I have a question about what types of situations we are able to assign a probability. Let me make up a hypothetical scenario here that roughly gets at what I'm trying to understand.
MY PREMISE: Suppose we know that there exists 1 billion red marbles in the world, and furthermore we know that every one of these marbles was invented and produced by Bob. These are the only red marbles that we are aware exist. Now suppose that we find a new red marble.
MY QUESTIONS: What is the probability that this new red marble that we have discovered, was made by Bob? And how do you come up with that calculation? Is it even possible to assign a probability to this situation?
Now, if we can't figure out a probability to this situation, I have a few follow up questions:
A) Why can't we assign a probability to this situation?
B) Can we even say that it's more likely that the red marble was made by Bob, than not made by Bob? My intuition about this question says yes, it does seem reasonable to say that it is more likely that the red marble was made by Bob, than unlikely. But I'm also aware that intuition is often wrong in cases like this, which is why I'm asking what the mathematics and logic says about this.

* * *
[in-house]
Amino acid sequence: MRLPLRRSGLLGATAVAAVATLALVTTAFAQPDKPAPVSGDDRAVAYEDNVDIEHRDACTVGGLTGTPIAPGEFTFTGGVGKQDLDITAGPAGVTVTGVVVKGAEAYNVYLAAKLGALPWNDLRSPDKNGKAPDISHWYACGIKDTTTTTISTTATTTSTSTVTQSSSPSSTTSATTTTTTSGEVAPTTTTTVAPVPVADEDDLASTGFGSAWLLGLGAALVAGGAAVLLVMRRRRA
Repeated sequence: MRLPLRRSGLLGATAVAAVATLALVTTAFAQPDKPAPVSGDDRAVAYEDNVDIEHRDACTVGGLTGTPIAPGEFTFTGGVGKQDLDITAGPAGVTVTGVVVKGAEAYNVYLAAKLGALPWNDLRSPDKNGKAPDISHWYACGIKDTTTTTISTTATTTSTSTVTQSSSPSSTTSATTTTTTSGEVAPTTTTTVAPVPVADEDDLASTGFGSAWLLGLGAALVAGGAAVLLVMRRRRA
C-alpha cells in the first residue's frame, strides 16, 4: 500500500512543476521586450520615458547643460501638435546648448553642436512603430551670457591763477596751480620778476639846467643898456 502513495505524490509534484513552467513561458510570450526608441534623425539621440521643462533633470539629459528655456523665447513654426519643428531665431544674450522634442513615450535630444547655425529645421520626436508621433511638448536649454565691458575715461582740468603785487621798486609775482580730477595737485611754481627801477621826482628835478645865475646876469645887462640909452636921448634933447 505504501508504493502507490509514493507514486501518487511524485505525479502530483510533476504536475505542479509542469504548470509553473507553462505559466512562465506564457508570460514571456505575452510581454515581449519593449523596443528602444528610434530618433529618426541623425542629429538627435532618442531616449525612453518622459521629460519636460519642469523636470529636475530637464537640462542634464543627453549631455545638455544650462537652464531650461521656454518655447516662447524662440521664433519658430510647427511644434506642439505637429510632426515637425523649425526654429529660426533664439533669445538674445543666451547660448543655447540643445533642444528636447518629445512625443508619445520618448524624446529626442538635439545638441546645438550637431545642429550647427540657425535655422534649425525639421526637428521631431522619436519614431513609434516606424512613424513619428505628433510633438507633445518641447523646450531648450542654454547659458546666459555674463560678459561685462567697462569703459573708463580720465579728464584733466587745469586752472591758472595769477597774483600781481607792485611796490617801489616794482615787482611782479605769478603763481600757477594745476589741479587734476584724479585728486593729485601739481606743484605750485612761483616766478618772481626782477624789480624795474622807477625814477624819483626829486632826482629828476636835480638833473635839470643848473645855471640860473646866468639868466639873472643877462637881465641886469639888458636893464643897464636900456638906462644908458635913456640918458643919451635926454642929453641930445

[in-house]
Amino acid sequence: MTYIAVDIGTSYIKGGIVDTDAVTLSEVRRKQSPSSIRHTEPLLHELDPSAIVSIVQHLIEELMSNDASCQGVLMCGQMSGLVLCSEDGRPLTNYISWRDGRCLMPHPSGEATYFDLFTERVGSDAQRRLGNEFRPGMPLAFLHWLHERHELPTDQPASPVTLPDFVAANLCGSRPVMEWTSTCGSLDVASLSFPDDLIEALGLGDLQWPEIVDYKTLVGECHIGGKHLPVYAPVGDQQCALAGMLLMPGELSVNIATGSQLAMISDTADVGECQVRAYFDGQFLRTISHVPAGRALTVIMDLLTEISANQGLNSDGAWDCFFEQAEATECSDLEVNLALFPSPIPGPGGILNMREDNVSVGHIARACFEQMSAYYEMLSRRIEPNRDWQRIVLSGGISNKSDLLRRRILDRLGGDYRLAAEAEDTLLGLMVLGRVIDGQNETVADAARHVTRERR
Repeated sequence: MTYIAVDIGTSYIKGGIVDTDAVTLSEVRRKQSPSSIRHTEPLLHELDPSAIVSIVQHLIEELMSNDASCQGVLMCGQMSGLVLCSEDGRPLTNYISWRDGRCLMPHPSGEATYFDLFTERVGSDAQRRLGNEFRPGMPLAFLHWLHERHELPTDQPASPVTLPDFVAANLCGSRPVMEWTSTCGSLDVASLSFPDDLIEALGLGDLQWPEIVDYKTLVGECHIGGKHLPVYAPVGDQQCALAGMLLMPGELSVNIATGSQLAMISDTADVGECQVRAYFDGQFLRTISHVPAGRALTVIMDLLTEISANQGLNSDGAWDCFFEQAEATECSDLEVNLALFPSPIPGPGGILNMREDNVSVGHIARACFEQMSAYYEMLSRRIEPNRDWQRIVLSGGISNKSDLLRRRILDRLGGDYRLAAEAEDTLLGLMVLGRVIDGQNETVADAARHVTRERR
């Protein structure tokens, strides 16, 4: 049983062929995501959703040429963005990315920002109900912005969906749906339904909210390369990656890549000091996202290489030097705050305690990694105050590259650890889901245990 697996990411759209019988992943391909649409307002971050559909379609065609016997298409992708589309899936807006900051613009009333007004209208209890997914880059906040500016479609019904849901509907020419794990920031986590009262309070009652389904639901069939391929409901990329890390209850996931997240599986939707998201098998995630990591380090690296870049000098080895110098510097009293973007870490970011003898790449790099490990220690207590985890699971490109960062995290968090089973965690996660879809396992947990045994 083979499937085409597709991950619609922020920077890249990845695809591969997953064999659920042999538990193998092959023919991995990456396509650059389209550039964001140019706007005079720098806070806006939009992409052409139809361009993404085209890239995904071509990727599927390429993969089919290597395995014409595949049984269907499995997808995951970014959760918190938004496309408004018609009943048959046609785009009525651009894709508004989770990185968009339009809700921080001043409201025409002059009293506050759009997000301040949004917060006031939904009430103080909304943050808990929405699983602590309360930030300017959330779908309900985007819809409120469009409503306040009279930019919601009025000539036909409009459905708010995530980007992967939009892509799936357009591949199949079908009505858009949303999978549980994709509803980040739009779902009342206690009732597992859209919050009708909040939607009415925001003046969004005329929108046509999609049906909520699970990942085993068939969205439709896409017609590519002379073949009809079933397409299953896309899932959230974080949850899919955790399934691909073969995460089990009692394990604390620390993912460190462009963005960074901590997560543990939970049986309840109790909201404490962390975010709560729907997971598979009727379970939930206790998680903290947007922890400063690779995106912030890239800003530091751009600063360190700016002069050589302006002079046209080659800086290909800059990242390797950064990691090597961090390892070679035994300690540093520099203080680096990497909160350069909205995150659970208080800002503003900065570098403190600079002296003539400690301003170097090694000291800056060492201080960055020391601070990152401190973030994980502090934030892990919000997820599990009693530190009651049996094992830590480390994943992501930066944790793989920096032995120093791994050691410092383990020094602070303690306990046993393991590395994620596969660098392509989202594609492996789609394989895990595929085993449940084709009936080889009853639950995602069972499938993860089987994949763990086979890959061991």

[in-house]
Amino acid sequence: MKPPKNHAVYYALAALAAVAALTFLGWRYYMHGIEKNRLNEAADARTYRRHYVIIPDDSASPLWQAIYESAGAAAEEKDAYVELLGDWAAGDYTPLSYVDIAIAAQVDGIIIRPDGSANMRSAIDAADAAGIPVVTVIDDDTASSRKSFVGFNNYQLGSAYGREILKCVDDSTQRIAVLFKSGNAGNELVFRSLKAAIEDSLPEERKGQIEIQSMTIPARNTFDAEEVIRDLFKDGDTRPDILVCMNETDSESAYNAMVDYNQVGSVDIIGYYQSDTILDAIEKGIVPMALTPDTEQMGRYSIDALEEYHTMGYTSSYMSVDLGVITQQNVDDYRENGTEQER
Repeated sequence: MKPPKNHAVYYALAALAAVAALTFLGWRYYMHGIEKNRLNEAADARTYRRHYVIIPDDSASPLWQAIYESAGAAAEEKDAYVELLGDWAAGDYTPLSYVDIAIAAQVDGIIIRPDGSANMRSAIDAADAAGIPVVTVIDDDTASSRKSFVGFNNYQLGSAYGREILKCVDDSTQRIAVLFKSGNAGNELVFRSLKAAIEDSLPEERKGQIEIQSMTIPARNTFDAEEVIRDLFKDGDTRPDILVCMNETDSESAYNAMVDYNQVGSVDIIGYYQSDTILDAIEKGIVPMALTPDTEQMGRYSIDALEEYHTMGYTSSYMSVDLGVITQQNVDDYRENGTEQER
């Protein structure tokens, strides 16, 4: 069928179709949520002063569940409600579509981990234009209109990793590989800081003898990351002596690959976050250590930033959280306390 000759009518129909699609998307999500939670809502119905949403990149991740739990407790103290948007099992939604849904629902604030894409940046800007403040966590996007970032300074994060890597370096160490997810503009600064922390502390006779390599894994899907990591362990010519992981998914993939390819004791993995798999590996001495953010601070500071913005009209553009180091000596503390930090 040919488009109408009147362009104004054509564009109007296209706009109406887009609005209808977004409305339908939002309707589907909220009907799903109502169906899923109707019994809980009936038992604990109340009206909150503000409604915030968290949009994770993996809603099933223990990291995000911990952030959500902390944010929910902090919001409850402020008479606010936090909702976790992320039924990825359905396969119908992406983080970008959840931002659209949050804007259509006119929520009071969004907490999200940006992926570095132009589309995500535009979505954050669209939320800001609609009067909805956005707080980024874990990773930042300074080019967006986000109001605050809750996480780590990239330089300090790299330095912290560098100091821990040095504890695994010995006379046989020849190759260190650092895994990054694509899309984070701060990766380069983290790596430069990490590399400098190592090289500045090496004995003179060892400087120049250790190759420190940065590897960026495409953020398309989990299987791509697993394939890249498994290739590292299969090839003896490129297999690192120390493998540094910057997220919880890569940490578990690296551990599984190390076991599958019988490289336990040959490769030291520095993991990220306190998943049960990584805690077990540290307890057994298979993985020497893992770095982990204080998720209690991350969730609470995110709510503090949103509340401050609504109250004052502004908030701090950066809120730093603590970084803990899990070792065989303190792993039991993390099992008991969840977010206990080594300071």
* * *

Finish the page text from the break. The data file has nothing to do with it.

C) What if we knew that Bob had made 5 billion red marbles (as opposed to 1 billion)? Is it more likely now (compared to Bob only having made 1 billion) that the new red marble was made by Bob?
By the way, feel free to change my hypothetical scenario or use a different example if it helps to get at the heart of the question I'm trying to understand here. And thanks in advance for any insights you can provide.